For example the intersection between personal and professional productivity relies upon clarity. In the board environment this is all about setting clear matters reserved for the board, goal-setting, prioritising, and the value and methods of work being done to lift productivity. At the intersection between professional and people productivities are boundaries; we all know that good fences make good neighbours but we rarely consider how the establishement of clear accountabilities can provide the basis for personal, and board, productivity. At the intersection between personal and people productivities are relationships; between the individuals on the board, and between the board and other stakeholders, such as management, shareholders, regulators, customers, and host communities. Applying these lenses to the areas where productivity is required to improve allows great insights.

I have been carrying this book around in my briefcase and cabin-luggage for two months. It gives great insights into the interactions that I have with my co-directors and others. It is making a difference (and I am already highly productive). I recommend that you try it also. It may well make a great difference for you too.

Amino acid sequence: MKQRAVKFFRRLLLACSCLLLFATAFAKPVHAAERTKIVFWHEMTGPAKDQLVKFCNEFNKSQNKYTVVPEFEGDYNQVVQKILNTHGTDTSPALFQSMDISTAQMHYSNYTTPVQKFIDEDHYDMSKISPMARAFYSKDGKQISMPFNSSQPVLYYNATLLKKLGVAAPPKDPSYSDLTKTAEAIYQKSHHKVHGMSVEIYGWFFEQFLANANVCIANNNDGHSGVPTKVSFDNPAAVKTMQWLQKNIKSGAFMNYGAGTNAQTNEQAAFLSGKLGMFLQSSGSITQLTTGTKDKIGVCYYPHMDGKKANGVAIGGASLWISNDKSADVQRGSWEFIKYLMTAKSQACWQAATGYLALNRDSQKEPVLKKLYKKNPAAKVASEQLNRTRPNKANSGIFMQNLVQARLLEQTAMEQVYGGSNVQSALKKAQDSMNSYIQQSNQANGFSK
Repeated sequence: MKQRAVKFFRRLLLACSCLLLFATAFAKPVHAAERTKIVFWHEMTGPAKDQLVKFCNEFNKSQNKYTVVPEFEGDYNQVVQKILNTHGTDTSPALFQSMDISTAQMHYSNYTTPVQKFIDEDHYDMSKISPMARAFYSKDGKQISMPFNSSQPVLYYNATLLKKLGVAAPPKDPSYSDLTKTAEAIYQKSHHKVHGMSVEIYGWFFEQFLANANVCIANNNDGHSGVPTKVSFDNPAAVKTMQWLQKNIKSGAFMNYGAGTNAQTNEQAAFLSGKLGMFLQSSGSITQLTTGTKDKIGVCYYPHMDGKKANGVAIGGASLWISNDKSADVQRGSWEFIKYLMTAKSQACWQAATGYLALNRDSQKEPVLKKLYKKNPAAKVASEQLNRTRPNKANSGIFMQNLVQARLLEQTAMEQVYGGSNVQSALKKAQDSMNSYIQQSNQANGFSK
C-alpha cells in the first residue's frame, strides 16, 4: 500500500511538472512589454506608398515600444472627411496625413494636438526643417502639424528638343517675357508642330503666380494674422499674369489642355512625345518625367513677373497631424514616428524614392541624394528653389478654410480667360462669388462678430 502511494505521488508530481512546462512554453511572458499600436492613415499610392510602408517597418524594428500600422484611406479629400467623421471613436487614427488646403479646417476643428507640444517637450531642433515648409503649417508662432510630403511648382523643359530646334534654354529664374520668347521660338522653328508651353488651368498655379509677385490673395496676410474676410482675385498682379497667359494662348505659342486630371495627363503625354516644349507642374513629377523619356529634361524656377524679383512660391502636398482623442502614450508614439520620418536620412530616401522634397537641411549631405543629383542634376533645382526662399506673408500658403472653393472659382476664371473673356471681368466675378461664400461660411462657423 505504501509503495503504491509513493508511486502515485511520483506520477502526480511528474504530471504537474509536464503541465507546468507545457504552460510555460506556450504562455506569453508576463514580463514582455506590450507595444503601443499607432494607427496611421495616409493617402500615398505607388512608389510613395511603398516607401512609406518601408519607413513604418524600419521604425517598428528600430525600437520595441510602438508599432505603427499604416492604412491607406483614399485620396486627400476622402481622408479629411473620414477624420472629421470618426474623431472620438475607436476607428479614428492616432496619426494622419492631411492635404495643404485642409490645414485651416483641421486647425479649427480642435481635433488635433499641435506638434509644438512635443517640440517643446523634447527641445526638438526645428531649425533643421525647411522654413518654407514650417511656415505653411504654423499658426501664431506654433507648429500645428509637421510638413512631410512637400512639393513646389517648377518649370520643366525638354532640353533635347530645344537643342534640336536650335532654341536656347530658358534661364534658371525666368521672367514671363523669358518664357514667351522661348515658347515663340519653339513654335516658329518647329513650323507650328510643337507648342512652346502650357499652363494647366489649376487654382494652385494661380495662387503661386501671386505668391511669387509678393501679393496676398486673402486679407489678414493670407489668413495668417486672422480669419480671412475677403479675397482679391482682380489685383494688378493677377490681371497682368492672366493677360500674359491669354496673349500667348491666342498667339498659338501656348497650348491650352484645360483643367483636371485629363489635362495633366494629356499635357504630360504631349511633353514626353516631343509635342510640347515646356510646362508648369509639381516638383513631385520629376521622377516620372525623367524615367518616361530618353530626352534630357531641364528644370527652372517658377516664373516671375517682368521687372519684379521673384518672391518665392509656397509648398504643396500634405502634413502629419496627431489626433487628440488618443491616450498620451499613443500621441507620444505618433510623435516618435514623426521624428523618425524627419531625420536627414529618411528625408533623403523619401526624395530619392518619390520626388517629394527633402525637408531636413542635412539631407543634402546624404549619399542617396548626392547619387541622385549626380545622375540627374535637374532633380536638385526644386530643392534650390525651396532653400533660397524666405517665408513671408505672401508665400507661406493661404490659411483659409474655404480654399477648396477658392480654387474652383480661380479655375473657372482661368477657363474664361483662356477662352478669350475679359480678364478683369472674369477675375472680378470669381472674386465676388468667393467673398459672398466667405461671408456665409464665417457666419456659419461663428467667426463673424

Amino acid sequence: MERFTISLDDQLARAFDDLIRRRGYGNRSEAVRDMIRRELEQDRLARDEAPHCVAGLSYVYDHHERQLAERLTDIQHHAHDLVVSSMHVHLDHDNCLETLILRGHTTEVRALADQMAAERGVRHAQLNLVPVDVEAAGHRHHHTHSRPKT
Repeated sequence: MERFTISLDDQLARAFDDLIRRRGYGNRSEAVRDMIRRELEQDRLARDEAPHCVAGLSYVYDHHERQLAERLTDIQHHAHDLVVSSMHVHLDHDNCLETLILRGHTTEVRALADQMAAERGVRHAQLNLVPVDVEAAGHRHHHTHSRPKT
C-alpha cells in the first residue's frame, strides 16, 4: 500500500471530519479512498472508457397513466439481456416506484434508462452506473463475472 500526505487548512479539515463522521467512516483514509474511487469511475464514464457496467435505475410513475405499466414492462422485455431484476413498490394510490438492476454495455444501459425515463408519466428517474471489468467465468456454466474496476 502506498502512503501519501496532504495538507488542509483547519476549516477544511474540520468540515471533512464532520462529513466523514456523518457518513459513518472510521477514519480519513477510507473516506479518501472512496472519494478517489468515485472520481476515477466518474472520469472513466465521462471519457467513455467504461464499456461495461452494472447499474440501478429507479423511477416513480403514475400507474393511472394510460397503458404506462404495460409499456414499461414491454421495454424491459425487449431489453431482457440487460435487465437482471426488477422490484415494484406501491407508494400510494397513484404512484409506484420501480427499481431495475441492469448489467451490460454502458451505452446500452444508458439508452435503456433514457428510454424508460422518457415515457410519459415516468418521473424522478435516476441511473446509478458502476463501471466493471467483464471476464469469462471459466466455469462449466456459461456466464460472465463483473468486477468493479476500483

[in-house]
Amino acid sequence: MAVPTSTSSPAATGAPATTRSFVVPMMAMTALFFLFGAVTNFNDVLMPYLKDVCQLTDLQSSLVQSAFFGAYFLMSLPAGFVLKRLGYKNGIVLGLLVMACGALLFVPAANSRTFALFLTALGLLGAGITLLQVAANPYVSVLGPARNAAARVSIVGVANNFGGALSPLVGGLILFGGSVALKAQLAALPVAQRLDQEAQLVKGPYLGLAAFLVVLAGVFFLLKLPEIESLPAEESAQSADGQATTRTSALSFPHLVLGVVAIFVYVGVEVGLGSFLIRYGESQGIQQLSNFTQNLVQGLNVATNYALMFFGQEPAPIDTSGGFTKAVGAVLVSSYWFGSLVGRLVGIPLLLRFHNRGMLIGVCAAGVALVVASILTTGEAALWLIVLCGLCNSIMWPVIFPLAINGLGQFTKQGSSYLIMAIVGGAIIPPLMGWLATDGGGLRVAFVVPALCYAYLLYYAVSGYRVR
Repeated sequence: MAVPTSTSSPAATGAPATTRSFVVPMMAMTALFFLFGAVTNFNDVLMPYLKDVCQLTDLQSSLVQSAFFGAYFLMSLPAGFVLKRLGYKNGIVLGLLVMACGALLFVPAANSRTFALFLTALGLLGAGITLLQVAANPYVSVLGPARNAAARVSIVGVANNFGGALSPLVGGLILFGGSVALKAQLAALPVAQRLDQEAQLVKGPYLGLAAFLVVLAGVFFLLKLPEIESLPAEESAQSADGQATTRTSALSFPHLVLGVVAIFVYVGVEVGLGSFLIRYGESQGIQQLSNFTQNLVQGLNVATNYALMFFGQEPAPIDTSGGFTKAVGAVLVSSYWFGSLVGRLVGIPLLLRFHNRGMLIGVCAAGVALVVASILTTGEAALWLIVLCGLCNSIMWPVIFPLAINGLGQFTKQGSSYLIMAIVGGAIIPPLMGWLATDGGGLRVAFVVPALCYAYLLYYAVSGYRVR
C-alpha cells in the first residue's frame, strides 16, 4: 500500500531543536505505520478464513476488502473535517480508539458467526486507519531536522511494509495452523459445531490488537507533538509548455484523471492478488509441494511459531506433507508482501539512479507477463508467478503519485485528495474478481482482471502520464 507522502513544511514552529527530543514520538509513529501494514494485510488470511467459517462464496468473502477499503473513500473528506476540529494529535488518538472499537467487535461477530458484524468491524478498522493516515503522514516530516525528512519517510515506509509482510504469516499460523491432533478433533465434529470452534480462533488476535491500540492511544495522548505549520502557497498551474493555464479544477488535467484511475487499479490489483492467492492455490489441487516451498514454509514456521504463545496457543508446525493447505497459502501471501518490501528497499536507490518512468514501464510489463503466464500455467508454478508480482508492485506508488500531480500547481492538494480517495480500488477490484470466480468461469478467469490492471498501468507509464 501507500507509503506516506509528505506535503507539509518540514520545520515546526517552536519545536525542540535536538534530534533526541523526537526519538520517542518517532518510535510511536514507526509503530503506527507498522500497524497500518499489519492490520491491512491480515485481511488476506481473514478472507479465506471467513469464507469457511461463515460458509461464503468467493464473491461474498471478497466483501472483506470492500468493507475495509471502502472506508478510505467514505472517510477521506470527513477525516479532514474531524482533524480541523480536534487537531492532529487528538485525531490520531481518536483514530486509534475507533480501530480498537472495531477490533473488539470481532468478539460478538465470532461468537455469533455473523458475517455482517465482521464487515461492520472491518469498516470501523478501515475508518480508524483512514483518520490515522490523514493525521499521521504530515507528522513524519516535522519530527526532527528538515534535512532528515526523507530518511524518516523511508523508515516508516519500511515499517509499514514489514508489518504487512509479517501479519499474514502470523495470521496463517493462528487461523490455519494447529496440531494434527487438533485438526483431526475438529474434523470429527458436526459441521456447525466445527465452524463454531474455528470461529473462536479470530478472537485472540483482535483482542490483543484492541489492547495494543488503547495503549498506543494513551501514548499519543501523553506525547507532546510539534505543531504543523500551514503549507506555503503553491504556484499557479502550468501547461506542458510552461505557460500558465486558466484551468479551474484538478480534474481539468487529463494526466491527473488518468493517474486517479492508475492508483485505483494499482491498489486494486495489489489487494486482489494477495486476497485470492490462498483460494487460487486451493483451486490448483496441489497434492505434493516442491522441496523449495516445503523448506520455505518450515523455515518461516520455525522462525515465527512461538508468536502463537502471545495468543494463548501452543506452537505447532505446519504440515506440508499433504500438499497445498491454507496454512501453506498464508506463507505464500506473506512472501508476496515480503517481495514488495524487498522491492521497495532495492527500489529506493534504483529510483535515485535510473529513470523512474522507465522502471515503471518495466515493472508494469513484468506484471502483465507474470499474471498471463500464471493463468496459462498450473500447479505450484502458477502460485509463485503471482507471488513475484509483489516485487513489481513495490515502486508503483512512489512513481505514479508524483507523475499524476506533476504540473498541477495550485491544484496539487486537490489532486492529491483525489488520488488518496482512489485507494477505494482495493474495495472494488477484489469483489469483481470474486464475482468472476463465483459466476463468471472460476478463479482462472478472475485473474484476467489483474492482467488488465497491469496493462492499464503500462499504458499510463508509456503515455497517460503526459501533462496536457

Available in soft or paperback format through

What's New - In February

I decided to experiment with video as a communication tool for short messages. I published an article on LinkedIn 'How much Diligence is Due?' and then made a short video 'What you don't know can hurt you' highlighting some of the messages. I am interested to hear which you prefer and why.

If the readers enjoy it, I will attempt more videos in future.

February was a busy month with my own boards taking up much of my time. Preparing for an IPO is never easy! Still, good progress was made and we are all further advanced than we were in January.